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NOVA ScienceNOW

Mass Extinction

  • Teacher Resource
  • Posted 08.17.09
  • NOVA scienceNOW

This video segment adapted from NOVA scienceNOW examines a developing theory that might explain a 250-million-year-old "murder mystery." While several possible causes have been considered for the mass extinction that occurred at the end of the Permian period, the scientists featured in the video think a chain of events, beginning with massive volcanic eruptions, might have made Earth uninhabitable for a significant number of terrestrial and marine organisms. According to their theory, these eruptions released gases that warmed both the atmosphere and the oceans. This warming in turn created ideal conditions for killer bacteria to poison the environment.

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NOVA scienceNOW Mass Extinction
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  • Media Type: Video
  • Running Time: 4m 51s
  • Size: 14.4 MB
  • Level: Grades 6-12

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Source: NOVA scienceNOW: "Mass Extinction"

This media asset was adapted from NOVA scienceNOW: "Mass Extinction".

Background

Extinction, which can have a variety of causes, results in the permanent elimination of one or more species. According to most scientists, 99.9 percent of all species that have ever lived are now extinct.

All organisms have to contend with the pressures of predation, competition, and environmental change. Throughout geological history, we see a "background" pattern of extinction of some species. The background extinction rate removes a family of organisms about every million years. By contrast, mass extinctions appear as abrupt discontinuities in the fossil record, affect many species at once, and have a much greater impact on biodiversity.

Most scientists agree that five extinction events stand out from the rest. Each time, at least 50 to 90 percent of all species living on Earth disappeared. Different causes that have been proposed to explain these mass extinction events include meteor impact, volcanic activity, sea-level change, oxygen depletion, global cooling, changes in ocean chemistry, and glaciation. Scientists generally agree that the reason for any mass extinction can be traced to a variety of environmental factors that may have resulted from a triggering event.

The extinction that occurred at the end of the Permian period, 250 million years ago, was probably the most severe in Earth's history. For even one family of organisms to be wiped out at once is extraordinary. Yet the death toll at the end of the Permian included 400 marine families—more than half of all marine families living at the time. It is estimated that this total included 90 to 96 percent of all marine species. On land, three-quarters of all reptiles and two-thirds of the amphibians disappeared from the fossil record. Most plant life, as well as one-third of the orders of insects, also disappeared, marking the only time insects have ever suffered mass extinction.

The video presents an emerging theory to explain the cause of the end-Permian extinction. It suggests that there was simply too much heat and too little oxygen in the environment as a result of prolonged volcanic eruptions. Studies of the chemical composition of rocks formed at this time indicate warm, oxygen-poor oceans. Such an environment would favor population explosions of lethal bacteria, whose metabolism generated toxic sulfur gas.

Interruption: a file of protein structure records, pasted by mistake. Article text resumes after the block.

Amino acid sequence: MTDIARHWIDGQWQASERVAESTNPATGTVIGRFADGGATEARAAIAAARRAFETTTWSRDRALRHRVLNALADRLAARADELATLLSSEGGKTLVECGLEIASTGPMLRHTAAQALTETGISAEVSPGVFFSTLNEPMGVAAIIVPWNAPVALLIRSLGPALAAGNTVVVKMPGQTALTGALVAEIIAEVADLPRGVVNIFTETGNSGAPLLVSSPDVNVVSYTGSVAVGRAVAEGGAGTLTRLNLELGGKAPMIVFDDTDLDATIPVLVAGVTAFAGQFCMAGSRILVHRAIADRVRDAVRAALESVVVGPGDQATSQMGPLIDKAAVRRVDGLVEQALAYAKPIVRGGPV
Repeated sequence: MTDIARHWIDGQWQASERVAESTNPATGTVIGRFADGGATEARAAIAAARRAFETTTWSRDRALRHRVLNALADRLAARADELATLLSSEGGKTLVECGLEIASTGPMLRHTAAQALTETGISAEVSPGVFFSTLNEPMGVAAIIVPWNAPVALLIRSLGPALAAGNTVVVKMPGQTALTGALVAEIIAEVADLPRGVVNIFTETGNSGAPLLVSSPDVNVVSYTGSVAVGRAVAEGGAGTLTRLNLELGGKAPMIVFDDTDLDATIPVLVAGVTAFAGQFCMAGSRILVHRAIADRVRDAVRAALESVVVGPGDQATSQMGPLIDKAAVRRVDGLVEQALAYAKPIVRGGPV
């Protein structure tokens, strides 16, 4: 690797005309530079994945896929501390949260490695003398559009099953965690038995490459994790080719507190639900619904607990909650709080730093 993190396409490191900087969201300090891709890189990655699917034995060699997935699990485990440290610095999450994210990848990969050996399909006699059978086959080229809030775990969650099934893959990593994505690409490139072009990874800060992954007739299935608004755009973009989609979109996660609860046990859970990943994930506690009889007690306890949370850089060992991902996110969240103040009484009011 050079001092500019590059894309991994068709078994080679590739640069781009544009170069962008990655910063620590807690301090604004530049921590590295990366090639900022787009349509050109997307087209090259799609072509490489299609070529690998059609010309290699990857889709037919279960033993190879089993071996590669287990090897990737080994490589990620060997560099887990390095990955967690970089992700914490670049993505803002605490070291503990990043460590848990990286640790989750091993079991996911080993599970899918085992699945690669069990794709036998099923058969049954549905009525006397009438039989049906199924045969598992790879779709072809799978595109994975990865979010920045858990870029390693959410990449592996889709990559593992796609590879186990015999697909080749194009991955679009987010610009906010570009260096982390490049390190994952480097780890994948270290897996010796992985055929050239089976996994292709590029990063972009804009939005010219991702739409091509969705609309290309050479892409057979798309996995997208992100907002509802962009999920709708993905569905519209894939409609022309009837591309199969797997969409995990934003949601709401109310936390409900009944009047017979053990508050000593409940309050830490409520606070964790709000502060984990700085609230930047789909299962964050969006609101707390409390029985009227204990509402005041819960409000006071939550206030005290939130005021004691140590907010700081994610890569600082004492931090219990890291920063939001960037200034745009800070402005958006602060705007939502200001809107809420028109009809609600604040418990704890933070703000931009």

As compelling as this explanation is, it's not the only one. In fact, a hypothesis first presented in 2001 suggested that the impact of an asteroid as large as seven miles across could have been the triggering event, releasing at least a million times more energy than the strongest recorded earthquake. However, as with any hypothesis, this one will remain unfounded until a large body of physical evidence is collected that supports it.

Although mass extinctions are deadly events, they open up the planet for new life forms to emerge. For example, during the Triassic period that followed the Permian, dinosaurs became the dominant land animals. And following their extinction 65 million years ago at the end of the Cretaceous period, dinosaurs made room for mammals to rapidly diversify and evolve.

To learn more about the end-Permian and other extinctions throughout Earth's history, check out Deep Time and Permian-Triassic Extinction.

To learn more about the role CO2 plays in Earth's temperature, check out Global Warming: The Physics of the Greenhouse Effect.

To learn more about volcanoes and the threats they pose to the environment, check out Volcanic Eruptions and Hazards.

To learn more about evidence of regular, extreme climate change throughout Earth's distant past, check out Climate Change, Greenland Ice Sheet Project 2: A Record of Climate Change, and Natural Climate Change in Djibouti, Africa.

Questions for Discussion

    • The video suggests that the scientists are "detectives in a mystery." How are scientists like detectives in this case?
    • What important gas escapes when volcanoes erupt that might be linked to the end-Permian extinction? What happens to this gas after it is released into the atmosphere?
    • Explain how a change in ocean chemistry may explain the end-Permian mass extinction.
    • What kind of evidence do scientists cite to support this extinction theory?
    • Can you think of ways in which our understanding of this extinction may provide us with an understanding of some of the consequences of global warming?

Resource Produced by:


					WGBH Educational Foundation

Collection Developed by:


						WGBH Educational Foundation

Collection Credits

Collection Funded by:


						The William and Flora Hewlett Foundation



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